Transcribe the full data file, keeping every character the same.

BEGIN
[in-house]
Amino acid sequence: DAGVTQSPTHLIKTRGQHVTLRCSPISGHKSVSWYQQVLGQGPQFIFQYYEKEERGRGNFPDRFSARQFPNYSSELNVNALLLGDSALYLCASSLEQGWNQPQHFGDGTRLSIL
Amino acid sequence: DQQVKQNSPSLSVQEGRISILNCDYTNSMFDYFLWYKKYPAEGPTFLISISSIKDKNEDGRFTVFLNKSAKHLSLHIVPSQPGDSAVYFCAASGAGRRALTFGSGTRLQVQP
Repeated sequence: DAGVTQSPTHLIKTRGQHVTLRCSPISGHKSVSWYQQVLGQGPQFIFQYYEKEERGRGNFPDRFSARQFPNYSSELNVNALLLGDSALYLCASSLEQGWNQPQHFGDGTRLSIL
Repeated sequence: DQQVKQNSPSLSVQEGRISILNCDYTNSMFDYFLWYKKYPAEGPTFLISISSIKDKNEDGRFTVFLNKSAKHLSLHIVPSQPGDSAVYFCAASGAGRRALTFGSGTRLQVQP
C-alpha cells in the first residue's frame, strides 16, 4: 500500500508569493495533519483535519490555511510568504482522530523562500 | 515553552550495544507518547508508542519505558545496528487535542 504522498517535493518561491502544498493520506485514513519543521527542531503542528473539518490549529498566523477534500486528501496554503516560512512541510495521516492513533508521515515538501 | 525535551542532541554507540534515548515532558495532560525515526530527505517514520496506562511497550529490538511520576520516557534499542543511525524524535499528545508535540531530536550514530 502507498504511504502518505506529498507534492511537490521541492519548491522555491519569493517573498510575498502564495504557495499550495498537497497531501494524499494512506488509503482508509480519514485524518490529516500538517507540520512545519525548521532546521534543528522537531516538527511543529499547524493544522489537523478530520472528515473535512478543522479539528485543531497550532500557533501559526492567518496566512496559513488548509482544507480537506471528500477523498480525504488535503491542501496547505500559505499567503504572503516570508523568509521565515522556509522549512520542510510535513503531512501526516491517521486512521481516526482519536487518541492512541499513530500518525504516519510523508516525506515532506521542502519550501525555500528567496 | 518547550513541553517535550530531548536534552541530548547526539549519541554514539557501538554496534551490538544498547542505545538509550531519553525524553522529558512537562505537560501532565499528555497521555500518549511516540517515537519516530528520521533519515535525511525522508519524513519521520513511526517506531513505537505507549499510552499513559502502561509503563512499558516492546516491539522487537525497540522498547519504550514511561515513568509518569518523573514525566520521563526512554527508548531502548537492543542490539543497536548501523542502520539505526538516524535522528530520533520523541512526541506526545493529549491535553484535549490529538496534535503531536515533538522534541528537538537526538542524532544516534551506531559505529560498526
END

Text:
[in-house]
Amino acid sequence: DAGVTQSPTHLIKTRGQHVTLRCSPISGHKSVSWYQQVLGQGPQFIFQYYEKEERGRGNFPDRFSARQFPNYSSELNVNALLLGDSALYLCASSLEQGWNQPQHFGDGTRLSIL
Amino acid sequence: DQQVKQNSPSLSVQEGRISILNCDYTNSMFDYFLWYKKYPAEGPTFLISISSIKDKNEDGRFTVFLNKSAKHLSLHIVPSQPGDSAVYFCAASGAGRRALTFGSGTRLQVQP
Repeated sequence: DAGVTQSPTHLIKTRGQHVTLRCSPISGHKSVSWYQQVLGQGPQFIFQYYEKEERGRGNFPDRFSARQFPNYSSELNVNALLLGDSALYLCASSLEQGWNQPQHFGDGTRLSIL
Repeated sequence: DQQVKQNSPSLSVQEGRISILNCDYTNSMFDYFLWYKKYPAEGPTFLISISSIKDKNEDGRFTVFLNKSAKHLSLHIVPSQPGDSAVYFCAASGAGRRALTFGSGTRLQVQP
C-alpha cells in the first residue's frame, strides 16, 4: 500500500508569493495533519483535519490555511510568504482522530523562500 | 515553552550495544507518547508508542519505558545496528487535542 504522498517535493518561491502544498493520506485514513519543521527542531503542528473539518490549529498566523477534500486528501496554503516560512512541510495521516492513533508521515515538501 | 525535551542532541554507540534515548515532558495532560525515526530527505517514520496506562511497550529490538511520576520516557534499542543511525524524535499528545508535540531530536550514530 502507498504511504502518505506529498507534492511537490521541492519548491522555491519569493517573498510575498502564495504557495499550495498537497497531501494524499494512506488509503482508509480519514485524518490529516500538517507540520512545519525548521532546521534543528522537531516538527511543529499547524493544522489537523478530520472528515473535512478543522479539528485543531497550532500557533501559526492567518496566512496559513488548509482544507480537506471528500477523498480525504488535503491542501496547505500559505499567503504572503516570508523568509521565515522556509522549512520542510510535513503531512501526516491517521486512521481516526482519536487518541492512541499513530500518525504516519510523508516525506515532506521542502519550501525555500528567496 | 518547550513541553517535550530531548536534552541530548547526539549519541554514539557501538554496534551490538544498547542505545538509550531519553525524553522529558512537562505537560501532565499528555497521555500518549511516540517515537519516530528520521533519515535525511525522508519524513519521520513511526517506531513505537505507549499510552499513559502502561509503563512499558516492546516491539522487537525497540522498547519504550514511561515513568509518569518523573514525566520521563526512554527508548531502548537492543542490539543497536548501523542502520539505526538516524535522528530520533520523541512526541506526545493529549491535553484535549490529538496534535503531536515533538522534541528537538537526538542524532544516534551506531559505529560498526